If you’re in a relationship with a toxic narcissist, or have ever been in one, you might have a few boundary issues, am I right?

Have you ever thought about the boundaries you had for yourself and your life before you met the narcissist versus the ones you have now, or that you had during the relationship?

Wait. Before you answer that, let me clarify something.

I’m not talking about the fun or silly “I’ll never wear bell bottoms” kind of boundary here (had it, crossed it, can’t wait to do it again, y’all).

I’m talking about the serious, intrinsic, deep down in your gut, “gotta stick to it or your tummy will hurt” kind of boundary.

So, let me ask you – have your basic personal standards changed (or been altered) as a result of a relationship with a toxic narcissist?

The Boundaries Narcissists Cross QuoteAnd, while we’re asking questions – if you’re unfortunate enough to have a narcissistic parental figure or to have been in the relationship longer than you should, do you even really know what your personal boundaries are, or have they been defined for you?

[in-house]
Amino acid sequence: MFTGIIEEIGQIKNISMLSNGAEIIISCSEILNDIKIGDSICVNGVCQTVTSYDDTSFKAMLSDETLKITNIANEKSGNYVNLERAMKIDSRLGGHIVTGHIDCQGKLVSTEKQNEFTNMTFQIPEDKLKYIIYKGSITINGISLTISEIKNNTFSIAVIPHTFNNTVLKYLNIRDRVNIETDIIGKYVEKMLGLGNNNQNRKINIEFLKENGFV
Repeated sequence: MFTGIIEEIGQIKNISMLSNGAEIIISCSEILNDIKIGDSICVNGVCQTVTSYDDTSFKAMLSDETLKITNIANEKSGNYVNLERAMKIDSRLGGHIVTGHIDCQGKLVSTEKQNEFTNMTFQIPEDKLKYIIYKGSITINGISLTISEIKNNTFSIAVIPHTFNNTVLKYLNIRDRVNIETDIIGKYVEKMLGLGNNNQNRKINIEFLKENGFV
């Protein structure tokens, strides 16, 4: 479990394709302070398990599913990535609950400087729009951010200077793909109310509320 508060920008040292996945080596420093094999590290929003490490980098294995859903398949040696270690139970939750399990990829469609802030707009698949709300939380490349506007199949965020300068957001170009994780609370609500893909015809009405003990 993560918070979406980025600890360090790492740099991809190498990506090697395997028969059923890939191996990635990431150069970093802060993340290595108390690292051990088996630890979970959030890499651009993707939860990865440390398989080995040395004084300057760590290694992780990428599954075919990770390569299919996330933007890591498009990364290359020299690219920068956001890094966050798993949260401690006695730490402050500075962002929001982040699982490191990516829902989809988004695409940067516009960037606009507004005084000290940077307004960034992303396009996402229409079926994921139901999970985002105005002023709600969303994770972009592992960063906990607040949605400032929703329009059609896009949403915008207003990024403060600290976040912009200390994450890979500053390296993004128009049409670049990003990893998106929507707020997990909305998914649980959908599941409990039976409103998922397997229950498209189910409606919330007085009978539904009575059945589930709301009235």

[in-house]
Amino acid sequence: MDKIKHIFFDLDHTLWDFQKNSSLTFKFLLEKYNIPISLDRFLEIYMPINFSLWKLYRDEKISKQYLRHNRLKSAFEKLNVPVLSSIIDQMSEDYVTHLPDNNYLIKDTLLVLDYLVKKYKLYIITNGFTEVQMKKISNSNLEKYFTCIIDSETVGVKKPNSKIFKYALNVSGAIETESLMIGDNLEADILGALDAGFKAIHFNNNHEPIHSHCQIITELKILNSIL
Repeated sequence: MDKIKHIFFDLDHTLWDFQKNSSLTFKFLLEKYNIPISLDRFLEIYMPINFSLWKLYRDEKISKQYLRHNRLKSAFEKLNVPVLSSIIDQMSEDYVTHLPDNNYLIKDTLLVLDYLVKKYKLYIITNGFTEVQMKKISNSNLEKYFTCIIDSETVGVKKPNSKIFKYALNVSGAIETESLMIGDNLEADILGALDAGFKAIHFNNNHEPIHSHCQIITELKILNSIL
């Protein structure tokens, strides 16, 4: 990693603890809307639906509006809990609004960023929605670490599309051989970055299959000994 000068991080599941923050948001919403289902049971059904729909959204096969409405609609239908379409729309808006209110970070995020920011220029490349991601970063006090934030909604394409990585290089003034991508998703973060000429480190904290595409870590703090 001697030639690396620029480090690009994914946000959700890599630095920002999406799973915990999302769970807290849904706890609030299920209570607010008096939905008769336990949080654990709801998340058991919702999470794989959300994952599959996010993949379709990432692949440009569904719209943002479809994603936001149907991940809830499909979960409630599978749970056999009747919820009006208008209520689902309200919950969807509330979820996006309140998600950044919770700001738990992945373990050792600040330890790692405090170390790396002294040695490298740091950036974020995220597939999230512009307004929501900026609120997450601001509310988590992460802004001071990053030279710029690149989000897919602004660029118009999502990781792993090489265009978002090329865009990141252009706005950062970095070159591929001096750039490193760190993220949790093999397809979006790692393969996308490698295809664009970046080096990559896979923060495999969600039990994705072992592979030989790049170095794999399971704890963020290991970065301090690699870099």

Narcissists have a way of always pushing your boundaries, sometimes even as a way to amuse themselves when they get bored.

No, I’m not kidding and that is NOT an exaggeration. I’ve been told by more than one narcissist that they just “like to mess with people,” or that they “intentionally start drama to see what people will do.”

Related: How Self-Proclaimed Narcissist Sam Vaknin Gaslighted Me on Facebook

They think it’s funny. But sometimes, their agenda is more calculated than “just to amuse myself,” and that’s when you’ve got to be especially cautious.

And that’s because, when it comes to dealing with a narcissist on the regular, you’ve got to recognize that a certain amount of conditioning happens to all of us – even and maybe especially those of us who are very intelligent.

You might find yourself in a panic if you have to stand up for yourself or to say “no” to someone – and you might even have physical symptoms that include dry mouth, dissociation (where you get kind of confused and foggy) and you might even feel dizzy, nauseous or plain old anxious.

And, of course, this is exactly what the narcissist wants, because it allows him to remain in control. He knows that if he nags, discredits you and/or the boundary he’s repeatedly (or for the first time) crossed, you will eventually get tired of fighting and you’ll just “let it go,” as in, accept it, or at least not require him to justify or discuss it.